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Political Research Exchange

Social-Democratic Strategies towards Labor-Market Risks

Presenter
José Fernández-Albertos
Universidad Autònoma de Madrid – Instituto de Políticas y Bienes Públicos del CSIC
Authors
José Fernández-Albertos
Universidad Autònoma de Madrid – Instituto de Políticas y Bienes Públicos del CSIC
Dulce Manzano
Carlos III-Juan March Institute of Social Sciences – IC3JM

Abstract
We start by noting that regulating the labor market is just one possible way of addressing workers’ demands for income protection against labor market–related risks. By acknowledging that other policies can be used to address the same political demand, we first develop a simple framework to understand the preferences of firms, types of workers, and political parties representing different constituencies of employers and workers’ profiles towards labor market regulation vis-a-vis alternative policies, notably a systems of unemployment benefits.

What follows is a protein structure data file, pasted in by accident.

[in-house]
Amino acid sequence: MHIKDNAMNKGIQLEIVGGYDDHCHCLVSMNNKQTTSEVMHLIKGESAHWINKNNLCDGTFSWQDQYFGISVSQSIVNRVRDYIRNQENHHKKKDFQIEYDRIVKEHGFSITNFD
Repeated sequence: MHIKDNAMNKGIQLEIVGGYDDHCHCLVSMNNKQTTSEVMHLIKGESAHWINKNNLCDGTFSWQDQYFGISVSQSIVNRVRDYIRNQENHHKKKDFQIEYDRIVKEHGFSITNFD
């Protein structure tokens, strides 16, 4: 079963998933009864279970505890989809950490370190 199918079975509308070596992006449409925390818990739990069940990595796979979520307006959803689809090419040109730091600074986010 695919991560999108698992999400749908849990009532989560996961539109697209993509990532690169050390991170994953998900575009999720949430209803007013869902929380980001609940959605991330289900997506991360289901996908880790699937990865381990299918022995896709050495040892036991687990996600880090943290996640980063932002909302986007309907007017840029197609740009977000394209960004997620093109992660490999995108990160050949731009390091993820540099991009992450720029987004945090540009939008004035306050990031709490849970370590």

We then derive two key empirical implications of the argument and provide empirical evidence from contemporary OECD countries that are consistent with them. First, we show that there is a clear relation of substitution between the cost of firing and the generosity of unemployment subsidies across countries. And second, we find that countries with more volatile economic conditions seem to use more extensively the latter policy than the former.
Using this theoretical framework, the second part of the paper focuses on the social-democratic parties’ preferred combination of policies. The preferred labor market policy of these parties is not obvious, and is likely to vary across contexts, since these parties i) represent different coalitions of workers (across countries, but also across time); and ii) face different degrees of opposition to certain forms of labor market protection by business and their political allies. We suggest that by paying attention to these two dimensions, we can account for the varying and changing strategies embraced by social-democratic parties, opting openly for flexisecurity strategies in some contexts, firmly opposing to the deregulation of the labor market in others.
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